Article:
The P in Public is for People

A few months ago, when the New York transit authority announced plans to discontinue certain bus routes to cut down on costs, the bottom-liners who make such decisions probably didn’t think much about the social angle–the casual conversations and the lost connections that would result.  New urbanists frequently make this argument about architecture and city planning: Buildings and plazas are often erected without regard for the people who will inhabit the space.  Where do they hang out, schmooze, and get to know each other?  Such social engagement is, arguably, a key prerequisite for a civil society.

In the face of $1.2 billion debt, though, the transit authority had to do something.  Besides, most of us don’t usually think of buses and computer trains as social space.  They’re conveniences.  Indeed, most of the uproar about the reduced services brought cries of “how will we get to work?” rather than “what about the people I saw every day?”  Which is why I found “The Last Bus,” an “op-art” piece by Miranda Purves, so refreshing.  Purves admits that when she first began to take the B75 in Brooklyn with her three-year-old son,  the trip was little more than a painful necessity–a way to get from here to there:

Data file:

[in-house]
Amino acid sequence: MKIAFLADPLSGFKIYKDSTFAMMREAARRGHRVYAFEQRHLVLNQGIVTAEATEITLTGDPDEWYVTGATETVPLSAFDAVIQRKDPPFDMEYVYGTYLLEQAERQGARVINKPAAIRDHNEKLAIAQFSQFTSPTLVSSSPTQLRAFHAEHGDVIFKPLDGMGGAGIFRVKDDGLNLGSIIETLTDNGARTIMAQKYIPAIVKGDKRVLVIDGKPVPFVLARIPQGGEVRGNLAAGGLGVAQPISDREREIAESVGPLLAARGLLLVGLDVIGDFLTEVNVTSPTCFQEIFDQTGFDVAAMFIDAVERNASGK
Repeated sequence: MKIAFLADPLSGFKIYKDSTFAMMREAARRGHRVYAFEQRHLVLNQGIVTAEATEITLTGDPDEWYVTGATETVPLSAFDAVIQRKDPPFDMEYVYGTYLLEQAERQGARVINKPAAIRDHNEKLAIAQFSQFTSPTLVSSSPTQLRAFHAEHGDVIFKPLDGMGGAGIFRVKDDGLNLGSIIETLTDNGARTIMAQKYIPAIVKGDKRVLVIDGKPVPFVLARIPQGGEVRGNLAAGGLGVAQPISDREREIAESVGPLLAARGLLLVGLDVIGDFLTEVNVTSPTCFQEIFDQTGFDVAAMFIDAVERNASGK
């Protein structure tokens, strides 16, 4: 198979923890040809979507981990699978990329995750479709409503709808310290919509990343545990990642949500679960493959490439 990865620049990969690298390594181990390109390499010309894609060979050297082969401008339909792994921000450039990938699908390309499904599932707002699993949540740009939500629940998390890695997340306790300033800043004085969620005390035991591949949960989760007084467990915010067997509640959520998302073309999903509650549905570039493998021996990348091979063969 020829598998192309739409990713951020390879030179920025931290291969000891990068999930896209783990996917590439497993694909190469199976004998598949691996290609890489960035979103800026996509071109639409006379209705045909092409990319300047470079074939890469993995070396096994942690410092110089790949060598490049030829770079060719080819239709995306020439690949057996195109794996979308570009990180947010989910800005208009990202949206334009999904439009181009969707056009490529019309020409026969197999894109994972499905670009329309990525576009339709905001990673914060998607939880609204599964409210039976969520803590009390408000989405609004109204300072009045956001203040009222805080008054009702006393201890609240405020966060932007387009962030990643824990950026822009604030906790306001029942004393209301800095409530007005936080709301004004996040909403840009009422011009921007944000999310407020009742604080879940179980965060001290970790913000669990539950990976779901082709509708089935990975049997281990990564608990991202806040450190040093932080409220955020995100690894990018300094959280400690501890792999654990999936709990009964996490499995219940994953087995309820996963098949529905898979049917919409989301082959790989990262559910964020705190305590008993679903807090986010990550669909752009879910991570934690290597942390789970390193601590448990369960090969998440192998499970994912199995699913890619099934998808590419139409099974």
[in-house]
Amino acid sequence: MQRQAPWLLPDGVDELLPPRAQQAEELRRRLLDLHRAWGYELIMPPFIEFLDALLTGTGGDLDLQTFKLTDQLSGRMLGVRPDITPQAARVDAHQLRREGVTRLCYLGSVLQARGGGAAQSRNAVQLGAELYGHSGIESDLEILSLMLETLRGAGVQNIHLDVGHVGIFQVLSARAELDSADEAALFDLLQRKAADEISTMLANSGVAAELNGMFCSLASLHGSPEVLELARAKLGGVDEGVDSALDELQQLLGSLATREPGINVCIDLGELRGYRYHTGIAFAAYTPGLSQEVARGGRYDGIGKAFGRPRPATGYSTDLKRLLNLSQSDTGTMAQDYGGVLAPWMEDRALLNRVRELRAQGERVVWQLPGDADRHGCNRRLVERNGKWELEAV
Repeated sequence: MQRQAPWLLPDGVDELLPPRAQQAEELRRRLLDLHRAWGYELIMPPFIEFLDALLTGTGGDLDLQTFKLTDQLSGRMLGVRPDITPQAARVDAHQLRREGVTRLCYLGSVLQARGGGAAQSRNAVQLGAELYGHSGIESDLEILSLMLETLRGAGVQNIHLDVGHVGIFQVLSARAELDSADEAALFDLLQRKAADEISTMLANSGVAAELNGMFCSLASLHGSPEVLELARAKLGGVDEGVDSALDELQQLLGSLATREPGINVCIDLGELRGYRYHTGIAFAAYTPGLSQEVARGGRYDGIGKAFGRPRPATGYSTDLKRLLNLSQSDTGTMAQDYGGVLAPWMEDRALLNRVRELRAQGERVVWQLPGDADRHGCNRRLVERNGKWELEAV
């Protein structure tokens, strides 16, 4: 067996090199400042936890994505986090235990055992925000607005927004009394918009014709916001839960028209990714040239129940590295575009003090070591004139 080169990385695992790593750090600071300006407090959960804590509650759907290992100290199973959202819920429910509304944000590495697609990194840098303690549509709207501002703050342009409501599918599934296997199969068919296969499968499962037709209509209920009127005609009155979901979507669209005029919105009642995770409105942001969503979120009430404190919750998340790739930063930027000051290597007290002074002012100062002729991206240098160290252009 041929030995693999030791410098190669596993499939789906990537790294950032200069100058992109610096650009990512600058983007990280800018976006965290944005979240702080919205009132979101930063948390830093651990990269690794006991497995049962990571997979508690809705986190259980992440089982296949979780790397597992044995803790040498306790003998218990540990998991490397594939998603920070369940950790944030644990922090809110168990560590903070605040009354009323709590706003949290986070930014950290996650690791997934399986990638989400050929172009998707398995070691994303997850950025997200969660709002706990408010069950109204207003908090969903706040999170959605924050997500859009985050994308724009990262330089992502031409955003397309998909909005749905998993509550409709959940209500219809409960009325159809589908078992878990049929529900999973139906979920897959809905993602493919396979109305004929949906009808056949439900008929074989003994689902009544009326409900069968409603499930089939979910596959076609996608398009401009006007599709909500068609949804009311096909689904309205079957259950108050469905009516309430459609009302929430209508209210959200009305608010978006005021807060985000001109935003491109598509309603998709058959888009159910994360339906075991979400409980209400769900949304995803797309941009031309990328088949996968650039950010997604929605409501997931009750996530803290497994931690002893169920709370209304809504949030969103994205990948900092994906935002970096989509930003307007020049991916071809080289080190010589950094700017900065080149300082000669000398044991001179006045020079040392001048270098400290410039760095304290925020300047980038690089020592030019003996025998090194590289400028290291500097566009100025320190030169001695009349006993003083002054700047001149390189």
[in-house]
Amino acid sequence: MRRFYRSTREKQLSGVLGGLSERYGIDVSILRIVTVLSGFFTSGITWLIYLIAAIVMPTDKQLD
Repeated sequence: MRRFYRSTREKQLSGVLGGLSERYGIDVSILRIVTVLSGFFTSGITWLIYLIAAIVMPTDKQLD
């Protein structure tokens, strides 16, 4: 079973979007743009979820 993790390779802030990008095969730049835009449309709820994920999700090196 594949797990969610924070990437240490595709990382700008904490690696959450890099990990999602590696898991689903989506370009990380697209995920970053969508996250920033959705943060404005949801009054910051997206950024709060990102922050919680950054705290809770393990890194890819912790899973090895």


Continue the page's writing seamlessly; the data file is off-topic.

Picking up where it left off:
Initially, I resented this routine: crabby bus drivers; occasionally menacing-seeming passengers; the excessive lurching. But slowly, I became familiar with the other regulars: the old woman with the bad knees en route to her quilting class, the drunk in a wheelchair who still maintains a cheerful independence.

Purves also describes the single mother and her son– “doughnut friends”–who, along with other regulars, became part of her daily routine.  She and her son depended on seeing them, and they made the B75, as her son put it, “our bus.”

Realizing that a hundred other bus route and five subway lines were doomed, Purves decided to spend some time traveling with Jason Logan, a graphic illustrator to sketch out the social scene on other routes throughout the city as well.